Portugal’s Political Polarization: A Challenging Start for New Prime Minister and Government Program

Portugal’s Parliament Speaker Election Ends in Failure

The election of the President of Parliament in Portugal faced a third unsuccessful attempt, highlighting deep political divisions in the newly elected “Assembleia da República” on March 10th. At the constitutive meeting in Lisbon, all candidates failed to secure the necessary absolute majority of 116 votes, even in the final round of voting. This situation sets a challenging tone for the new Prime Minister of Portugal, Luis Montenegro, who leads the conservative alliance Democratic Alliance (AD).

Montenegro’s candidate for President of Parliament, José Pedro Aguiar-Branco, came in second in the third vote with 88 votes, trailing behind Francisco Assis of the Socialist Party PS who received 90 votes. Despite winning the most votes in the recent election and assuming the role of Prime Minister after defeating long-standing socialists, Montenegro only holds 80 out of 230 seats in the new parliament. The PS lost 42 seats and now has 78 MPs. The rise of right-wing populist party Chega, led by André Ventura, with over 50 seats adds further complexity to governing.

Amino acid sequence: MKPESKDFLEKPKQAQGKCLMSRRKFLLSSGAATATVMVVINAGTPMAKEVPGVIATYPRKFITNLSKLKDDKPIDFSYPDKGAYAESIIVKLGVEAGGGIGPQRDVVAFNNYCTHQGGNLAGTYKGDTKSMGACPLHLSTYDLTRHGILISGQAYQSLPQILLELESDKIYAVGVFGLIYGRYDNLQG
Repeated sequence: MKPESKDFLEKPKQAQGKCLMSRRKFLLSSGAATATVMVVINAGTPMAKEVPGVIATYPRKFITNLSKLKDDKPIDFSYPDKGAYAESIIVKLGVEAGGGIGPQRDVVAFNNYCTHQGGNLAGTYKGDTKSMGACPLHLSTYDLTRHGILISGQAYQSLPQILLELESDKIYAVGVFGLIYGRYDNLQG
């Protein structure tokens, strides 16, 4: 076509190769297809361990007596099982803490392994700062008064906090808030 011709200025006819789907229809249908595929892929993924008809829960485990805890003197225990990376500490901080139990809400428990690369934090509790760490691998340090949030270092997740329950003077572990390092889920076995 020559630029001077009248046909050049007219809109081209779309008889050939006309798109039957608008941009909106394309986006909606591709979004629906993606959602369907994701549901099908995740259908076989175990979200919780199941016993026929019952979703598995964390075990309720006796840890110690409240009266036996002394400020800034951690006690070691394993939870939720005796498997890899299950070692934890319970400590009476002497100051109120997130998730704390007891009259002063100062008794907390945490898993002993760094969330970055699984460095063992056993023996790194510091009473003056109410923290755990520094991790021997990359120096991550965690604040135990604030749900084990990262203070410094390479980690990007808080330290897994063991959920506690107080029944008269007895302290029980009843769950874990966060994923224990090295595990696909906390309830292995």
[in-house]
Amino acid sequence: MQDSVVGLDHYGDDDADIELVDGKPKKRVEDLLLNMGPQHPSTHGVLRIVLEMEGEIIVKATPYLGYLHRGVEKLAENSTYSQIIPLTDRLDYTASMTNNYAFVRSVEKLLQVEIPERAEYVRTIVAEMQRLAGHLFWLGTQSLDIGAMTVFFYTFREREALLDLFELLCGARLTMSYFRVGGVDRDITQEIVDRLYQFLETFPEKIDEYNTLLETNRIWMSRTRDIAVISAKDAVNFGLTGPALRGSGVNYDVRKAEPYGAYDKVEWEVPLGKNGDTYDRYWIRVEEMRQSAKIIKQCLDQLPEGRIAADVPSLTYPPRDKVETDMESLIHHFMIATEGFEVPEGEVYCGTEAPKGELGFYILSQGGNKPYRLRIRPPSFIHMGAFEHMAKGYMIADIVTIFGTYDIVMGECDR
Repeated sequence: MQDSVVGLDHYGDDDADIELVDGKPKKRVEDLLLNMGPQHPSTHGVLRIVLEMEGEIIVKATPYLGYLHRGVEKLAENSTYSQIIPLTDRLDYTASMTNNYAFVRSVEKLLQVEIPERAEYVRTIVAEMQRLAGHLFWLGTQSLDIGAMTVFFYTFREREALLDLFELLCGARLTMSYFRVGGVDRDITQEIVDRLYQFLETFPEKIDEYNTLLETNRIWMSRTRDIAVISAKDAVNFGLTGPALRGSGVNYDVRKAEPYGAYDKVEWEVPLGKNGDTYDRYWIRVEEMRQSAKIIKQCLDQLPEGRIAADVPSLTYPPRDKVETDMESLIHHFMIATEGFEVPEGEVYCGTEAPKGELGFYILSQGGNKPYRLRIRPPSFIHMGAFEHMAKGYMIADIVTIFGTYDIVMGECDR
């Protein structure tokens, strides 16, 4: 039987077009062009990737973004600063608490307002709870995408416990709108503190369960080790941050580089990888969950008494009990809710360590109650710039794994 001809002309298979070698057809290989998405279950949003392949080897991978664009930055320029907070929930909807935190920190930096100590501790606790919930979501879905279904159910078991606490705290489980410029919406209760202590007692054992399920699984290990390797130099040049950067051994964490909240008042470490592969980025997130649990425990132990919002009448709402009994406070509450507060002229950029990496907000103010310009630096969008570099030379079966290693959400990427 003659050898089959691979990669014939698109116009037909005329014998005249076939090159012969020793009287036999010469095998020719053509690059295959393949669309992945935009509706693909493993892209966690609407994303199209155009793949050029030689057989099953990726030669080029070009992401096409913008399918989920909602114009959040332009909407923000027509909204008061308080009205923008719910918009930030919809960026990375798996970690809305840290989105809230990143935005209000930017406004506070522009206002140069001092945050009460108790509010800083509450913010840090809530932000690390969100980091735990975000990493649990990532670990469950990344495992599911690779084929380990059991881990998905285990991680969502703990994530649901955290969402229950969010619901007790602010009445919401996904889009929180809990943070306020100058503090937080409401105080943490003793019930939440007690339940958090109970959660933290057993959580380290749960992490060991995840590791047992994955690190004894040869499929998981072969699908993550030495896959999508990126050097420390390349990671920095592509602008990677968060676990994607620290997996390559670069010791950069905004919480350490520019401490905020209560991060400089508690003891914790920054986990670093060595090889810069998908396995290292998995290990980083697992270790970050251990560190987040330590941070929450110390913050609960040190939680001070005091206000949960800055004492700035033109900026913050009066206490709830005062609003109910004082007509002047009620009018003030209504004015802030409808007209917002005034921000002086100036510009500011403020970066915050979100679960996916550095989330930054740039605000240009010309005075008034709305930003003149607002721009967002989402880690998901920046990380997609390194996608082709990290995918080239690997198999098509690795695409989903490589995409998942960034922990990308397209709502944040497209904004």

Given Montenegro’s refusal to collaborate with Chega and his failure to secure a majority for his government program during his first attempt at forming government after winning re-elections last year, governing is expected to be challenging. If Montenegro fails again to secure a majority in this upcoming parliamentary vote on his government program, another election looms. As Montenegro prepares to present his cabinet on Thursday and take office as Prime Minister on April 2nd

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